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ParentMap 2017 Superhero Arzu Forough: The Autism Advocate

A Q&A with the president and CEO of Washington Autism Alliance and Advocacy

Published on: March 31, 2017

Arzu Forough with son Shayan ForoughPhoto credit: Will Austin

When Arzu Forough’s family moved to Washington in 2006, she knew her two sons would benefit from the University of Washington’s Autism Center. But Forough soon realized her health insurance didn’t cover her sons’ medically necessary therapies. 

“Our out-of-pocket expenses were around $4,000 a month,” says Forough, who knew her family’s situation wasn’t unique. “I knew there were thousands of families in similar situations.” She decided to change that.

By 2011, this gentle-mannered mover and shaker had helped convince the Washington State Legislature to protect students with autism and other developmental disabilities. Her wins include a new training requirement for teachers who work with students with autism and a Medicaid waiver that brings intensive in-home behavior supports to children in need.

But Forough’s work is far from done. Inspired by the amount of need she saw — more than 800 families contacted her in 2010 alone— Forough created the nonprofit Washington Autism Alliance and Advocacy (WAAA) in 2012.

WAAA helps children and adults with autism spectrum disorder (ASD) and developmental disabilities to thrive in their own communities, so that families don’t have to relocate to receive medically necessary benefits, Forough says.

Since its founding, WAAA has helped thousands of Washingtonians access insurance benefits that allow them to get medically necessary care. The nonprofit helps 2,800 new families every year, and in 2015, helped pass a state policy that regulates the seclusion and restraint of students, including those with disabilities, in nonemergency situations.

Issaquah parent Kristin Jarvis Adams wishes Forough had been shaping policy when her 23-year-old autistic son was younger.

“Arzu has a soft and even voice, backed with an undeniable intelligence and desire to better the lives of children with autism,” Adams says. “[She wants to] make their communities good places to grow up within, too.”

And that, Adams says, is far from easy. “The required advocacy work for these children is so overwhelming that some parents give up,” she says. “WAAA created a framework for families to navigate the challenges of raising an autistic child. They walk alongside those families."

Forough is excited to keep expanding WAAA’s reach so that more families can receive the support they need. “The education experience continues to be difficult for a lot of students at different ends of the spectrum,” she says. “Our hope is to address that in a more robust way throughout our state."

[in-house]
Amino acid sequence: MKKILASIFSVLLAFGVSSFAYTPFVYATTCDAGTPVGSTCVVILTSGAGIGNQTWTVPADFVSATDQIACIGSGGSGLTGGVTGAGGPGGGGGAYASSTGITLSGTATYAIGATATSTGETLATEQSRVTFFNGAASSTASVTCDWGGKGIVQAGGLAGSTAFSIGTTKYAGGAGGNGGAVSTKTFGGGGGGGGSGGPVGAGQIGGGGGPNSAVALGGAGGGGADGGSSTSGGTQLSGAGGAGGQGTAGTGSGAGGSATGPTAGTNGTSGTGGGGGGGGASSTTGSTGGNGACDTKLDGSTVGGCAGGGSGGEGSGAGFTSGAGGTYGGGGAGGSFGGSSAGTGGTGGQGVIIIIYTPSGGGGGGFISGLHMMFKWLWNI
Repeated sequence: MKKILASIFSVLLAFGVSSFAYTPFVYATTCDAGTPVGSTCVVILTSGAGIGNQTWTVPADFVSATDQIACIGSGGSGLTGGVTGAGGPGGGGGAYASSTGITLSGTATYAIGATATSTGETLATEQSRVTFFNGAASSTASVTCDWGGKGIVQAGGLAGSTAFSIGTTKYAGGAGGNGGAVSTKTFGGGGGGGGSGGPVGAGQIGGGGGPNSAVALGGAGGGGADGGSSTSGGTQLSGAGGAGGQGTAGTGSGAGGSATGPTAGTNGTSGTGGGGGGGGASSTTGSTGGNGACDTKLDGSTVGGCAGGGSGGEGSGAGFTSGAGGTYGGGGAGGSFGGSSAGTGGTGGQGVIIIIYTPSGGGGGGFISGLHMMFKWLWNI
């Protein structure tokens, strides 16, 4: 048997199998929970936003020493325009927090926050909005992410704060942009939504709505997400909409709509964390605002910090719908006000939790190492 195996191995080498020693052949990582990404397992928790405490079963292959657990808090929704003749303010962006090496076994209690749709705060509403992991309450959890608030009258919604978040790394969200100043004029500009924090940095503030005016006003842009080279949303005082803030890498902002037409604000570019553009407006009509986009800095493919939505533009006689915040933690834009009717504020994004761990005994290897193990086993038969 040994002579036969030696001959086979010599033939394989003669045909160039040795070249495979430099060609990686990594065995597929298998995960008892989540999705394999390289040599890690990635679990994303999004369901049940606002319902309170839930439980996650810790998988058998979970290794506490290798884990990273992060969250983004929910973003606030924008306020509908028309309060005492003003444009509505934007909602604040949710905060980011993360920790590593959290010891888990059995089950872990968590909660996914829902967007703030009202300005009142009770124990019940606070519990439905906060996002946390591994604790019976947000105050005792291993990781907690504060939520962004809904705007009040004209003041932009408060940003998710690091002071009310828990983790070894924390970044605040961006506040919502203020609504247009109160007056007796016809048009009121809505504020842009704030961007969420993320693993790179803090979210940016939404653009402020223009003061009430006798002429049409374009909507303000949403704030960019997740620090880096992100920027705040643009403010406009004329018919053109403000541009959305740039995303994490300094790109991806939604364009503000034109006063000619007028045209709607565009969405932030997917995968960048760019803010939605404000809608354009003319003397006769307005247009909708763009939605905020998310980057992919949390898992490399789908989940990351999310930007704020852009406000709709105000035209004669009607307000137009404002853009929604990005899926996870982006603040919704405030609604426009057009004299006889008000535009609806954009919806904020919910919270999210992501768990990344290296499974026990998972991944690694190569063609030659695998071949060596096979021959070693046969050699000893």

What advice would you give a new parent of a child diagnosed on the spectrum?

Your child is the same wonderful child today who they were before you suspected autism or received a diagnosis. Although they need more support, they have the same needs as typical children, like friendship and belonging. 

While navigating services, make sure you and your child have downtime. Share the joy of everyday activities and take lots of pictures. Sometimes we get caught up in the difficulties of life; I’ve experienced how easy it is to be in crisis.

What do you wish people knew about those who are on the spectrum?

I don’t think the general public knows how difficult it is to be in the body of a person with autism, what sensory bombardment feels like. There’s a reason why people are not looking you in the eye, why they might cover their ears or making noise to drown out noise. When we expect people to conform to the norm, we are forgetting there’s a reason why people behave this way.

What’s the most misunderstood part of your job?

The word 'advocacy' has a different meaning depending on the person and situation. In Olympia, we are advocating for similarly situated families who are working toward a common goal. Sometimes we are helping a specific person advocate for their school needs or within their health care system. In the home setting, we are teaching families how to coexist peacefully under the same roof.

What book saved you or changed your life?

The one book that really encouraged me to not be afraid to speak my mind and show my human frailty when I felt something was not right was On Becoming Fearless by Arianna Huffington. Also, once I committed to reading the very thick book In a Different Key: The Story of Autism, I learned about how much progress we’ve made and how much work is yet to be done.

If you could have one superhero power, what would it be and why?

I would love to be able to either be invisible or read minds. Often, we need to understand the other person’s perspective and be open-minded so we can build consensus.

What did you want to be when you grew up?

When I became a mother [her sons are now 20 and 19], I wanted to be June Cleaver, the happy homemaker. I didn’t want to be a working mother. I wanted to be the best cook and have the cleanest home. It didn’t quite work out for me, but I’m still waiting for it to work out.

If you could dine with anyone, living or dead, who would that be and why?

Aurore Dudevant. She pretended to be a man [George Sand] because she would not be taken seriously as a writer as a woman. I would love to learn what life was like then. Also, Albert Einstein, because I am so fascinated by his personal story and I really want to know what it would be like to be around him.

On a rainy Pacific Northwest morning, what gets you motivated and out of bed?

Aside from the smell of coffee, which my husband brews every morning, it really is the relationships I have with my colleagues. They are so much fun to be with that I really look forward to getting up and being around them.

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